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    The ADD/ADHD “Epidemic”

    About two decades ago, my eighth-grade Latin teacher was furious with me. I had in some way failed to do my homework to his standards. My punishment was to leave his class to a picnic table, outside, a hundred yards away, to redo the work by myself.

    So I stalked out, sat down, and opened my book. But I couldn’t bring my mind to struggle once again with the arcane rules of that dead language. It was especially hard when I was surrounded by a wonderful fall morning. Eventually I finished my work and returned to class, which was almost over. I’m sure I paced myself in order to spend more time in the quiet, wooded yard and less time in the stuffy, tense classroom. My Latin teacher was once again furious. This time he was furious because he saw me “staring into space” rather than doing the assignment.

    Twenty years ago I was just a lazy kid, and consequently yelled at (which had no effect.) Today, I’d probably be diagnosed with Attention Deficit Disorder (ADD), and consequently drugged with Ritalin or Adderall.

    Having read a number of articles on the subject, I keep hearing the same anecdotes from people taking these drugs. The subject relates, “Coffee helped, but it just wasn’t enough, so I went on Adderall. Then I could stay up all night and stay totally focused on my work. But as time went by, I needed to take more and more of the drug to get the same effect. Eventually I needed to buy it off the black market in order to get the dose I needed.” And indeed, there is a thriving black market for ADD/ADHD drugs on campus.

    In as much as college is a competitive endeavor and ADD/ADHD drugs actually improve concentration, those who aren’t on these drugs are operating at a competitive disadvantage. The pressure for anyone to use or abuse these drugs grows as the number of students using them increases.

    So what I think is happening is that rather than treating a disease called ADD/ADHD, parents are giving smart-drugs to perfectly normal kids to make them perform to an arbitrary and ever-increasing standard on increasingly irrelevant subject matter.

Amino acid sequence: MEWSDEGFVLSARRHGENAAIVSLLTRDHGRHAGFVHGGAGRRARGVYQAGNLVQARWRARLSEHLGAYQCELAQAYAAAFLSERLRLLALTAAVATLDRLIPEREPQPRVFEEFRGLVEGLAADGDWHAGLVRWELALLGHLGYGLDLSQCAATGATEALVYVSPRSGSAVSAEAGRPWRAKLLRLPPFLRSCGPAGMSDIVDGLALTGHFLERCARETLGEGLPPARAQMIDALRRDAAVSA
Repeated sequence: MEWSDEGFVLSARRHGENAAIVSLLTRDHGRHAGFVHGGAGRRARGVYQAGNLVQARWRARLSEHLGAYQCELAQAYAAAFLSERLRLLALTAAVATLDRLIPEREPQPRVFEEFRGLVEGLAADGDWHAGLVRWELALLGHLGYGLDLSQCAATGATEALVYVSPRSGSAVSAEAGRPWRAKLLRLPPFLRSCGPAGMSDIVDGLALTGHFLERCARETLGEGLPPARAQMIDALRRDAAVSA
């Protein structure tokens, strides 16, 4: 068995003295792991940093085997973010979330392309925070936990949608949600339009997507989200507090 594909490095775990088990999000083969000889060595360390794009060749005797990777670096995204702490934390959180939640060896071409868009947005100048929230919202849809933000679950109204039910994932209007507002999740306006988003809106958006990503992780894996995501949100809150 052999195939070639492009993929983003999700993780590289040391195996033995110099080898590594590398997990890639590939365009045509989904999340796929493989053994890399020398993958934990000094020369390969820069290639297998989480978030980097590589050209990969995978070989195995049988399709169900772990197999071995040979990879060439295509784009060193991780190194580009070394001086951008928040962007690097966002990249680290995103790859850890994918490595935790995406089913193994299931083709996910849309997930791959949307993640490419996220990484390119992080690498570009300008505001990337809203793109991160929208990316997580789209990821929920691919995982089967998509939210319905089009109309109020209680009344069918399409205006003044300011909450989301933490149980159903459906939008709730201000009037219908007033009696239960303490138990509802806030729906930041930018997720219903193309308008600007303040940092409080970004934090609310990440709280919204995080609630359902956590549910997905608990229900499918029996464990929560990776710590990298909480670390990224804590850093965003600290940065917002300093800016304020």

College used to be for a select number of students. Now it’s for almost everyone. Primary and secondary education used to run for nine months a year. Now there is a move to year-round education. Physical Education (Gym) and recess were staples of the school day when I was young, but I hear they’re being phased out for the purpose of increasing classroom time.

    I also have to question what is being covered in all this extra time devoted to academics. Could kids be failing to pay attention because the subject matter is so irrelevant and arcane that they can clearly see that it has no impact on their future lives? That’s how I felt twenty years ago, and now I know I was right. I seriously doubt that the curriculum has been made more practical since then–probably quite the opposite.

    As a person who thinks that truly safe and effective smart-drugs would be a great thing, I’m not saying using ADD/ADHD drugs to boost normal kids to exceptional levels is necessarily a bad thing. Rather that these drugs have serious side effects. Side effects of Adderall include: allergic reactions, irregular heartbeat, extreme high blood pressure, restlessness or tremor, anxiety or nervousness, headache or dizziness, insomnia, dryness of the mouth, or unpleasant taste in the mouth, diarrhea or constipation, impotence or changes in sex drive. Worst of all, Adderall is addictive and people who go off it suffer withdrawal effects. Students and parents need to make individual decisions whether the increased academic performance is worth the potential threat to body and mind.

    I remember almost nothing of my Latin classes, other than they were a poor use of two years of my life. My choice of enjoying an hour in nature over doing a make-up homework assignment was ultimately the wisest choice, even if I was just being lazy or contrary at the time. If parents and students choose to turn to drugs in order to boost academic performance, then I hope that the subject matter is worth this risk, though from my experience I know it is not.